Preferred / Panel Counsel
Once the legal department has identified the scope of work to be performed by outside counsel,
there is a core decision to be made as to whether the company would benefit from a preferred /
panel counsel arrangement with fewer law firms and vendors. The terms “preferred counsel” and
“panel counsel” are often used interchangeably to describe an arrangement under which the legal
department and company consciously consolidate work among fewer law firms and vendors in
exchange for preferred terms.
The degree of formality of these agreements varies. It ranges from a rigorous application and
negotiation process to designate a list of firms who are “in,” to a more informal vetting of firms
who, over time, perform higher volumes of company work based on preferred terms and
performance, even absent a formally designated list.
The decision as to whether a preferred counsel structure makes sense for the company is a highly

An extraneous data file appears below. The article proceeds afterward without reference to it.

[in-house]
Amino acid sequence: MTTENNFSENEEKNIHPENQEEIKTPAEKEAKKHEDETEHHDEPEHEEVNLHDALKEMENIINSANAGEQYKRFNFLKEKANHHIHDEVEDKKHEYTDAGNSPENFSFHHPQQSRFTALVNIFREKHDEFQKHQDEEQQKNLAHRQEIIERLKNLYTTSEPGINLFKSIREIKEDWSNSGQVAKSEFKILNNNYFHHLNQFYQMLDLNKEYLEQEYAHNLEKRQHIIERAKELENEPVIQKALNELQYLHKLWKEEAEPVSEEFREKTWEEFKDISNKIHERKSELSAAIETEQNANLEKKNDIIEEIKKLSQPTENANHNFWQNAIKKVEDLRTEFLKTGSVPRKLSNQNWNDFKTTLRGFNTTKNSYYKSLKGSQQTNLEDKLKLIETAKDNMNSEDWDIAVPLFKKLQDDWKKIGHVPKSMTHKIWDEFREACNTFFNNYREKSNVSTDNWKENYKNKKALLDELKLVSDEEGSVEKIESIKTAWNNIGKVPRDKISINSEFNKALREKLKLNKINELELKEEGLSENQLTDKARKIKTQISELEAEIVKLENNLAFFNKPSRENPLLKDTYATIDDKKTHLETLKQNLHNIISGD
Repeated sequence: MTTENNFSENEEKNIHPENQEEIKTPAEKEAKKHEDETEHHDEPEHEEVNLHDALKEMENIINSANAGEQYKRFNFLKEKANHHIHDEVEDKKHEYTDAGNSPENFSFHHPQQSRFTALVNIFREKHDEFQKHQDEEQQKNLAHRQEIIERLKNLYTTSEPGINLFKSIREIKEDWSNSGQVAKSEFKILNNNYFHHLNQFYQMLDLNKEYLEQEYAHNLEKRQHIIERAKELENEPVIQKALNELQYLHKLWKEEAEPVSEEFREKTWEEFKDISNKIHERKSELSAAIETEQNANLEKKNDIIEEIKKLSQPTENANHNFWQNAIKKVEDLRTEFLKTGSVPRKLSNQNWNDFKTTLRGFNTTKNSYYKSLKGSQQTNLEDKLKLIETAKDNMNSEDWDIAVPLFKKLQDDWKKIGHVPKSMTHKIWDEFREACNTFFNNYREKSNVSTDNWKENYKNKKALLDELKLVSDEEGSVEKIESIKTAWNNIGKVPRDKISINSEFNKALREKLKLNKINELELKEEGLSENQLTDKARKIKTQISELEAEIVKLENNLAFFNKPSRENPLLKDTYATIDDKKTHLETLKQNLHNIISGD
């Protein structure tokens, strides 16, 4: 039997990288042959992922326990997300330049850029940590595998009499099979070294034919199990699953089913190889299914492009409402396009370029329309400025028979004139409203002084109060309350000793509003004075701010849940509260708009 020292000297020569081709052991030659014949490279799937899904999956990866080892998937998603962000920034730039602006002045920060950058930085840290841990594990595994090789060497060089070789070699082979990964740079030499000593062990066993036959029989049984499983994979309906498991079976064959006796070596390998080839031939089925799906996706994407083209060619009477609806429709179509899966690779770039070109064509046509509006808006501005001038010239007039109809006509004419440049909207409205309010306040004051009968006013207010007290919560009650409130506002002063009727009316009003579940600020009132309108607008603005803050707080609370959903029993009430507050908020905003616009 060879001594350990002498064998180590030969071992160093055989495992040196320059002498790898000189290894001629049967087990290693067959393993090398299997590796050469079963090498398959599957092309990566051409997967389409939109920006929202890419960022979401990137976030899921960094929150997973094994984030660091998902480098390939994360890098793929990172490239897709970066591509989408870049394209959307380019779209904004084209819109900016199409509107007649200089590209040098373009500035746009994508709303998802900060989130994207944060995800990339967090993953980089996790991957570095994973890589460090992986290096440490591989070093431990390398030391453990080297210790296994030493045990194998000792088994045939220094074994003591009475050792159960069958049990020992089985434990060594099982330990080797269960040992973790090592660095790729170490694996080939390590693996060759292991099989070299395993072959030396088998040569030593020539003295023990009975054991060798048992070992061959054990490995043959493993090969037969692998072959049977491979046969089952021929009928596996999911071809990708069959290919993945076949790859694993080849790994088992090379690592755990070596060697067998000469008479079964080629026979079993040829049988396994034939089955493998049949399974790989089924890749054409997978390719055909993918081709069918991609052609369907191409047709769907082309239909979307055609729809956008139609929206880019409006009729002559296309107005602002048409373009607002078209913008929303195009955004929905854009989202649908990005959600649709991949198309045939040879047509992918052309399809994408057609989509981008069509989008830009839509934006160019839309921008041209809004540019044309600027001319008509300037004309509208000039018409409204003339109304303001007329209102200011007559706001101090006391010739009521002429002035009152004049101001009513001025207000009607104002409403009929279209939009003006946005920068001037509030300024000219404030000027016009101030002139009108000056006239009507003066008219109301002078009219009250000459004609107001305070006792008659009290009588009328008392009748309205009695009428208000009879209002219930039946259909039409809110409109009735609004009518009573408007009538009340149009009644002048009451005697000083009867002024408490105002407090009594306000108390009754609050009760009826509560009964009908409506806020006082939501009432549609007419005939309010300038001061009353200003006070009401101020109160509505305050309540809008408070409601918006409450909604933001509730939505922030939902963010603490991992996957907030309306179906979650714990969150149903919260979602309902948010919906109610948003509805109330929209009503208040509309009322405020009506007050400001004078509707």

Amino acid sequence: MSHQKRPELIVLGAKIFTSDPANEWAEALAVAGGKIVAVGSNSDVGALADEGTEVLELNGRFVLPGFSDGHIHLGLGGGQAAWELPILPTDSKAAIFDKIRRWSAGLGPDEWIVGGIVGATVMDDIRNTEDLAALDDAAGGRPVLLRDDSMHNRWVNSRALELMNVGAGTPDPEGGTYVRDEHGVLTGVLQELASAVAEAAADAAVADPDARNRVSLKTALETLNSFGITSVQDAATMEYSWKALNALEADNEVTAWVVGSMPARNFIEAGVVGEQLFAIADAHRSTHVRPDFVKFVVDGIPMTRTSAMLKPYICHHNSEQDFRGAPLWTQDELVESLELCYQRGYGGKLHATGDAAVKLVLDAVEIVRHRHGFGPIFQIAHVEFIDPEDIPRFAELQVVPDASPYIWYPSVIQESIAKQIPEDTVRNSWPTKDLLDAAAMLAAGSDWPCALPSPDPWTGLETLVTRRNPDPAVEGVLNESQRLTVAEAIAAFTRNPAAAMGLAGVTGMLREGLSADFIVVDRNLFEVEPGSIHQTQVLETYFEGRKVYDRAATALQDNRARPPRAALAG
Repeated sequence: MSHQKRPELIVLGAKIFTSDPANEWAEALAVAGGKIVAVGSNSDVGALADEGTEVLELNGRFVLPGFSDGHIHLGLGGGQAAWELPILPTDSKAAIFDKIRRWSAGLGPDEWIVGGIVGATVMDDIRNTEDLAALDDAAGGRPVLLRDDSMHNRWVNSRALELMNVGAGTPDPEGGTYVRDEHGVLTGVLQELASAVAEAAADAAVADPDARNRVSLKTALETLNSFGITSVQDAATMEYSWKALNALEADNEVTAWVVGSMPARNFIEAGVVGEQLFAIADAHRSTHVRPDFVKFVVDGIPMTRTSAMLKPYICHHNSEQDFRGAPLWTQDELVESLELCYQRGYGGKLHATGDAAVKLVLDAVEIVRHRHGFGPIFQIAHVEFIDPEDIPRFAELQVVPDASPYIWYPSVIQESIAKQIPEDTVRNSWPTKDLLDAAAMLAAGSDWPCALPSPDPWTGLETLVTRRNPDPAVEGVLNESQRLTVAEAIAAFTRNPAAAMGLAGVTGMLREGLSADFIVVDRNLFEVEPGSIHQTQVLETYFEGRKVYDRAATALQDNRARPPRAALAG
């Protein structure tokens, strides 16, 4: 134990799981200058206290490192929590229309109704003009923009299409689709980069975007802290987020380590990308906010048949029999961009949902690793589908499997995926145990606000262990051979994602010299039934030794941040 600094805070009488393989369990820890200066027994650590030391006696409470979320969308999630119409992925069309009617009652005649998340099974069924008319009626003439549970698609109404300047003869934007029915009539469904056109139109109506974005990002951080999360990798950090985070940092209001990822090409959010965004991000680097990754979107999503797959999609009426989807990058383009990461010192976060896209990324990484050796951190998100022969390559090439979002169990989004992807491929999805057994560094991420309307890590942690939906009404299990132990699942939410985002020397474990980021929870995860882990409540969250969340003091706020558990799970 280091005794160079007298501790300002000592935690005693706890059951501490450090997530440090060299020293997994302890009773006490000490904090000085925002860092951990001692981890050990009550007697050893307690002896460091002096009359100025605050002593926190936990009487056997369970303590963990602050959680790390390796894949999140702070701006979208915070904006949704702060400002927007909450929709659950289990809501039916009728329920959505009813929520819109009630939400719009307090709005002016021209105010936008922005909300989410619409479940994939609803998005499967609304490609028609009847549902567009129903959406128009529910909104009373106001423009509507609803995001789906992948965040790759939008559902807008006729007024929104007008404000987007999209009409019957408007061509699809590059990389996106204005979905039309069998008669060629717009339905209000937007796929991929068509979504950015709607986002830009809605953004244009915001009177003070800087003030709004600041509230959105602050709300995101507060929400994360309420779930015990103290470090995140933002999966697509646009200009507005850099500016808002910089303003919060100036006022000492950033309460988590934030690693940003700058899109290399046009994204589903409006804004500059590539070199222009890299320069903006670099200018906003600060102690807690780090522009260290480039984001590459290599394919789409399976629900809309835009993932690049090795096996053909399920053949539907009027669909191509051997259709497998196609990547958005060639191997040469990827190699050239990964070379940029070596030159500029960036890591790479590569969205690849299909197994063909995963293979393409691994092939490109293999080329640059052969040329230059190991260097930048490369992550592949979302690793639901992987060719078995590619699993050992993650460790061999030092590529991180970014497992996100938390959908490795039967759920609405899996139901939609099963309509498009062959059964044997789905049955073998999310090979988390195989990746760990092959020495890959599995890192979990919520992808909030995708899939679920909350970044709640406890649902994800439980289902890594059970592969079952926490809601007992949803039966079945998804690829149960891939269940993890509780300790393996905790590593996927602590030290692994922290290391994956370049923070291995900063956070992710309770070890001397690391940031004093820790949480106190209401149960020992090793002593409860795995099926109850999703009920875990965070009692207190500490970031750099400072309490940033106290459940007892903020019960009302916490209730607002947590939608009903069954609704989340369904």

individualized assessment best made by the in-house lawyers who are closest to the work and
most familiar with the client’s legal service needs. The potential benefits of preferred relationships
should be weighed against potential drawbacks. The chart below highlights both sides.
Preferred Counsel Arrangements
■ Closer working relationships, producing
better knowledge of the client’s business
Substantial investment of time and effort
upfront to structure the program;
■ Savings via preferred terms and greater
■ Better knowledge-sharing when fewer
firms become more accustomed to
collaborating to drive efficiency and
manage risk; and
■ Reduced administrative burdens (over
time) in managing fewer firms.
■ Reduced flexibility in assigning new
matters if the legal department is
committing to assigning certain matters
to preferred firms in exchange for more
■ Potential lack of savings if many leaner,
cost-effective firms are replaced with
fewer bloated firms that end up costing
■ Risk of complacency among entrenched
firms on the list who may not have the
same levels of efficiency incentives in
light of reduced competition from the
broader law firm market.